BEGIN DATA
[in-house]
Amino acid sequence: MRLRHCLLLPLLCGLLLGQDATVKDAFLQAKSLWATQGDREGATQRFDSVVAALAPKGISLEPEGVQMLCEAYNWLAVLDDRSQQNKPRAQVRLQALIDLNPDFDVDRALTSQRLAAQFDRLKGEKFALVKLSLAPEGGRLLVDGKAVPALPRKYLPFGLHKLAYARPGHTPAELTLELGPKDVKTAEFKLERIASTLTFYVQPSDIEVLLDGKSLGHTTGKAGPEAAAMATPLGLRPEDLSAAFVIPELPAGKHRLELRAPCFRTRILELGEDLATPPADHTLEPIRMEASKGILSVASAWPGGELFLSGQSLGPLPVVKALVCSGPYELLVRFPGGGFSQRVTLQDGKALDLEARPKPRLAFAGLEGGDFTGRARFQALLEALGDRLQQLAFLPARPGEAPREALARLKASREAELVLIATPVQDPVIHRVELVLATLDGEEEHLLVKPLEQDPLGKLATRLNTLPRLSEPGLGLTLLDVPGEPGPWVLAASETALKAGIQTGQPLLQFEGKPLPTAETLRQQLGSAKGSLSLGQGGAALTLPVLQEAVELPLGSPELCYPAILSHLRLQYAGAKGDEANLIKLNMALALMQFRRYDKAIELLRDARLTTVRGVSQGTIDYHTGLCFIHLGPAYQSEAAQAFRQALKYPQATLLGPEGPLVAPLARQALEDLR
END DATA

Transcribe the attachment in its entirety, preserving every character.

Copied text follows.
[in-house]
Amino acid sequence: MRLRHCLLLPLLCGLLLGQDATVKDAFLQAKSLWATQGDREGATQRFDSVVAALAPKGISLEPEGVQMLCEAYNWLAVLDDRSQQNKPRAQVRLQALIDLNPDFDVDRALTSQRLAAQFDRLKGEKFALVKLSLAPEGGRLLVDGKAVPALPRKYLPFGLHKLAYARPGHTPAELTLELGPKDVKTAEFKLERIASTLTFYVQPSDIEVLLDGKSLGHTTGKAGPEAAAMATPLGLRPEDLSAAFVIPELPAGKHRLELRAPCFRTRILELGEDLATPPADHTLEPIRMEASKGILSVASAWPGGELFLSGQSLGPLPVVKALVCSGPYELLVRFPGGGFSQRVTLQDGKALDLEARPKPRLAFAGLEGGDFTGRARFQALLEALGDRLQQLAFLPARPGEAPREALARLKASREAELVLIATPVQDPVIHRVELVLATLDGEEEHLLVKPLEQDPLGKLATRLNTLPRLSEPGLGLTLLDVPGEPGPWVLAASETALKAGIQTGQPLLQFEGKPLPTAETLRQQLGSAKGSLSLGQGGAALTLPVLQEAVELPLGSPELCYPAILSHLRLQYAGAKGDEANLIKLNMALALMQFRRYDKAIELLRDARLTTVRGVSQGTIDYHTGLCFIHLGPAYQSEAAQAFRQALKYPQATLLGPEGPLVAPLARQALEDLR